Is the human animal's capacity for complicating even the most routine of transactions not amazing?

Tuesday, July 28, 2009

An Etiquette Lesson for Organized Labour

A while ago I blogged here about recession etiquette, the main point of which was the need for those who had fared well during the economic downturn to be more aware of the feelings of those who have fallen victim to these times. I know that everyone has felt the pinch in some way or another but let's face it, losing your job is infinitely more stressful than realizing that your house has decreased in value, especially if you weren't planning to sell anyway.

Here in Toronto, we have just experienced a 35-day strike by 30,000 municipal employees which resulted in the complete shut-down of everything from garbage pick-up to city-operated daycares and daycamps. Among other things, the striking workers, many of whom enjoy 18 sick days per year, challenged the city's decision to eliminate a contract provision which enabled them to bank unused sick time to be paid when they left or retired.

In my career, I have belonged to a public sector union. It was mandatory when I was an employee with the Government of Ontario. In the end, it just wasn't for me. I chafed against the notion of paying someone to speak on my behalf and I was surrounded by too many colleagues who had become complacent in their approach to work in the knowledge that the union would "protect" them. I left for more meritorious pastures. On the other hand, I am a beneficiary of organized labour. My husband belongs to a union, a very respectable one, whose leadership seems to focus on relevant issues like making the workplace more family-friendly.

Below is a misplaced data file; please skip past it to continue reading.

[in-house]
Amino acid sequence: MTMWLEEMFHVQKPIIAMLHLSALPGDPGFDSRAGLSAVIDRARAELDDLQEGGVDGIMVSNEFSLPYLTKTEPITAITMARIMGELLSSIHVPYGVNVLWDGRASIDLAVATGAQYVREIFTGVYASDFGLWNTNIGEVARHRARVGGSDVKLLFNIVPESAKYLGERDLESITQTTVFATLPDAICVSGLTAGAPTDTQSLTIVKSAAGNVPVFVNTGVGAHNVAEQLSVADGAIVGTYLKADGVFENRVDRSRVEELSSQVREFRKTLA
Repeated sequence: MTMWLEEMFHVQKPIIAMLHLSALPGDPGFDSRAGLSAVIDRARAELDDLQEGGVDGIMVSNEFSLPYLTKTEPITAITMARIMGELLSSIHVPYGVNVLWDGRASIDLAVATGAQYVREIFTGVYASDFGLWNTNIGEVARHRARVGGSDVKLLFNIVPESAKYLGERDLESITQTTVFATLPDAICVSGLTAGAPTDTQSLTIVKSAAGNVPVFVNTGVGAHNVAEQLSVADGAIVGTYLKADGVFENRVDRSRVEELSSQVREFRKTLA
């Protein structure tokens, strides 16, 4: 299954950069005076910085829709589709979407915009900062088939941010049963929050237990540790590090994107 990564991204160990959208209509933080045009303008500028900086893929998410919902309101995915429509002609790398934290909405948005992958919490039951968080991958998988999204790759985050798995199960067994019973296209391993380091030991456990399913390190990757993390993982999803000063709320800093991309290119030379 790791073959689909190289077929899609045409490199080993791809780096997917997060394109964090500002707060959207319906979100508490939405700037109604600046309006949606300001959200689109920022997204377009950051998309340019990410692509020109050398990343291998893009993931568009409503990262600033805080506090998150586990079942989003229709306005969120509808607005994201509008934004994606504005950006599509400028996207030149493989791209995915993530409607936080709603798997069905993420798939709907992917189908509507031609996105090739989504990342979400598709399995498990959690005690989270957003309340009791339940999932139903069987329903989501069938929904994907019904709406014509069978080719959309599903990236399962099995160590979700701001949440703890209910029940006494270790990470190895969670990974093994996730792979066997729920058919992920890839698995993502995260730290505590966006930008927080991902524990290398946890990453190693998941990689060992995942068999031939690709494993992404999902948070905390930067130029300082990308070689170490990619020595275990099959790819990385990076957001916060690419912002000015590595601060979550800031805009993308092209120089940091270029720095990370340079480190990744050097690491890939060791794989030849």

As the manufacturing heart of Canada, Ontario has been hit especially hard by the recession. In the private sector, those who have not already lost their jobs, are facing paycuts, shortened workweeks, the removal of benefits and reduced opportunity for advancement. Those of us who own our own businesses, have had to deal with cancelled orders, slashed budgets and chasing down payments, all while we continue to employ people and inject money into the struggling economy. While none of us is pleased with this turn of events, we are bound together by a realization that life, as we know it, has changed and will never be the same again. Things that we relied upon, including signed contracts, are subject to change. Most importantly, agreements that were made two years ago are being revisited due to pressures beyond everyone's control. At the end of the day, we're happy to be taking home a paycheque.